Traditional parties score the most votes in Brazil’s two most populous cities in municipal elections.
Brazil’s President Jair Bolsonaro has suffered a setback as most of the dozens of candidates he backed for municipal elections failed to secure victories or spots in runoffs.
In more than 5,500 cities, Brazilians voted for mayors and city councilors on Sunday.
The wave of political renewal that two years ago catapulted Bolsonaro to the presidency appeared to ebb in the face of well-known candidates and traditional parties, which scored the most votes in the two most populous cities.
Of the nearly 60 candidates who the leader backed, only nine advanced, according to a tally by newspaper Estado de S. Paulo.
Bolsonaro, who is currently not affiliated with any political party, had said he would not get involved in the election campaign, but in recent weeks he turned to social media to promote a dozen candidates for mayor as well as councilor candidates.
The Associated Press news agency quoted Bruno Carazza, a professor of economic law at Brazil’s Ibmec business school, as saying Bolsonaro had not made a concerted effort to rally supporters in the municipal elections and had lost an opportunity to “prepare the ground for the 2022 elections″.
The president deleted a social media post with a list of the candidates he had supported and sought to distance himself from their poor performances. Only two mayors backed by the president secured a spot in the second round.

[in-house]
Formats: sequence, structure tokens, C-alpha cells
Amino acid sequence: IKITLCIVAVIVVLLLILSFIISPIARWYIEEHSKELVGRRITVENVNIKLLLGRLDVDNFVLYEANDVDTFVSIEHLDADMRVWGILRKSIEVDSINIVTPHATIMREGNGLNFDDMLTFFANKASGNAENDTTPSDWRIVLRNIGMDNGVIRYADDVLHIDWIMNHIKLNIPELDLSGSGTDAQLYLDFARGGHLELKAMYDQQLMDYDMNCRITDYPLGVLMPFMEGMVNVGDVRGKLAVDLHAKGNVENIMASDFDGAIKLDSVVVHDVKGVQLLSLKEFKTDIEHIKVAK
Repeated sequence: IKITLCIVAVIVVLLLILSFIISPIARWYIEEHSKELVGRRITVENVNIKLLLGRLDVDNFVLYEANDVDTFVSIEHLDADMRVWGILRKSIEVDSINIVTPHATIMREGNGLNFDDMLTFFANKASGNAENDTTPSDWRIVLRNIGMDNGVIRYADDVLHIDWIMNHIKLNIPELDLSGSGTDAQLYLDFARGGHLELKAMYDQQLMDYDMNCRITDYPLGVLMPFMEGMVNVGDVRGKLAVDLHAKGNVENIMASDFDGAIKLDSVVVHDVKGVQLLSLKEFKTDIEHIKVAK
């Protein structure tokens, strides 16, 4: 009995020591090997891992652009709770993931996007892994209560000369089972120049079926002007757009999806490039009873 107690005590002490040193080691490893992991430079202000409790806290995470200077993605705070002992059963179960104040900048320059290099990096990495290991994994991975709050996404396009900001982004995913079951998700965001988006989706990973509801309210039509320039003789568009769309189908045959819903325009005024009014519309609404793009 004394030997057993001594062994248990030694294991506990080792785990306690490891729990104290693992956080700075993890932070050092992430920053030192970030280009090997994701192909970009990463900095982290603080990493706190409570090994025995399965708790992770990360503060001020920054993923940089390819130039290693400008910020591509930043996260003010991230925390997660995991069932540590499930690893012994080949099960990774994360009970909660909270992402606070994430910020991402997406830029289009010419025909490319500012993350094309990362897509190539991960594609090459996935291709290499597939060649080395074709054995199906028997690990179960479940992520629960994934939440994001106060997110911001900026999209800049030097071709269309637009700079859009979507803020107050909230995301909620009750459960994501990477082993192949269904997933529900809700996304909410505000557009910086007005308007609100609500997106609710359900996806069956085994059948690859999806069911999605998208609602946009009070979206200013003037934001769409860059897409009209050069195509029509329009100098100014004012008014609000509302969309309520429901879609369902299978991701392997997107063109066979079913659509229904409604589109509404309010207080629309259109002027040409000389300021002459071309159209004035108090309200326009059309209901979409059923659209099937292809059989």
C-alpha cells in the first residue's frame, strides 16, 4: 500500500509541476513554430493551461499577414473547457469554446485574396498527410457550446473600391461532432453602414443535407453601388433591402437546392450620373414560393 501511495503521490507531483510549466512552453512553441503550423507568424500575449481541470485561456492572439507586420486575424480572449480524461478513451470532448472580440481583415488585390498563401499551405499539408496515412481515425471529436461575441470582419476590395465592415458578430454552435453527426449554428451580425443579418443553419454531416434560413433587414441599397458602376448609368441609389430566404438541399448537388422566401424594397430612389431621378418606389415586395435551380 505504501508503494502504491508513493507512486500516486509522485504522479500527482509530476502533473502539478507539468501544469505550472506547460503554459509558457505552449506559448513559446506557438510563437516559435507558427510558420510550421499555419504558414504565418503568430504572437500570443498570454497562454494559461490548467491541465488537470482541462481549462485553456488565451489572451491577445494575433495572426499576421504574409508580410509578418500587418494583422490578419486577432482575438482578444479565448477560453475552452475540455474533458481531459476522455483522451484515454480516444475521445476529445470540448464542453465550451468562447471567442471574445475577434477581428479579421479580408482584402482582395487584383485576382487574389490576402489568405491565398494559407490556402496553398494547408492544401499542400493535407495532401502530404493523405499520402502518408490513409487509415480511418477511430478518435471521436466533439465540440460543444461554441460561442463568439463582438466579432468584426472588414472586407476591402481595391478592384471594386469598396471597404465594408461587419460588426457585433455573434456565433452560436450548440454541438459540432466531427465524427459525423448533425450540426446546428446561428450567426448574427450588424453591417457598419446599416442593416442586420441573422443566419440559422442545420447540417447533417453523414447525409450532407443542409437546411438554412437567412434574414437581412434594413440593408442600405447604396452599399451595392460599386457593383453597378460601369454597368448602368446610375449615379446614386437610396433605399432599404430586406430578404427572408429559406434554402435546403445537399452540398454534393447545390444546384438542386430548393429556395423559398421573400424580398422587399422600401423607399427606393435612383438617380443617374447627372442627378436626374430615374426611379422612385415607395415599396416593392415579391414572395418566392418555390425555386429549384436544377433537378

“My help to a few mayoral candidates was summed up by 4 live broadcasts on social media over a total of 3 hours,” he wrote.
An adviser to the president, Filipe Martins, was more forthcoming with his disappointment, writing on Twitter that the opposition had scored significant advances.
“Either we do the necessary self-criticism, or our errors will be paid for at an even higher price in the future,” Martins wrote.
One of Bolsonaro’s biggest frustrations came in Sao Paulo, where his chosen candidate – the television presenter and federal lawmaker Celso Russomanno (Republicanos party) – came in fourth place. The incumbent Mayor Bruno Covas (PSDB party) didn’t garner enough votes to avoid a runoff against opponent Guilherme Boulos (PSOL party), a Bolsonaro critic.
In Rio de Janeiro, the former mayor Eduardo Paes (DEM party) tallied a wide lead over current Mayor Marcelo Crivella (Republicanos party), one of two mayoral candidates backed by Bolsonaro who will advance to a runoff.
“The vote wasn’t an evaluation of the presidential administration, but rather a political thermometer of the country,” Mauricio Santoro, a political science professor at the State University of Rio de Janeiro, told the AP. “The voter was more cautious, trending toward more experienced and moderate politicians than the anti-system election of 2018.”
About 148 million people were eligible to vote across the country, and voting is compulsory for Brazilians between 18 and 70 years old.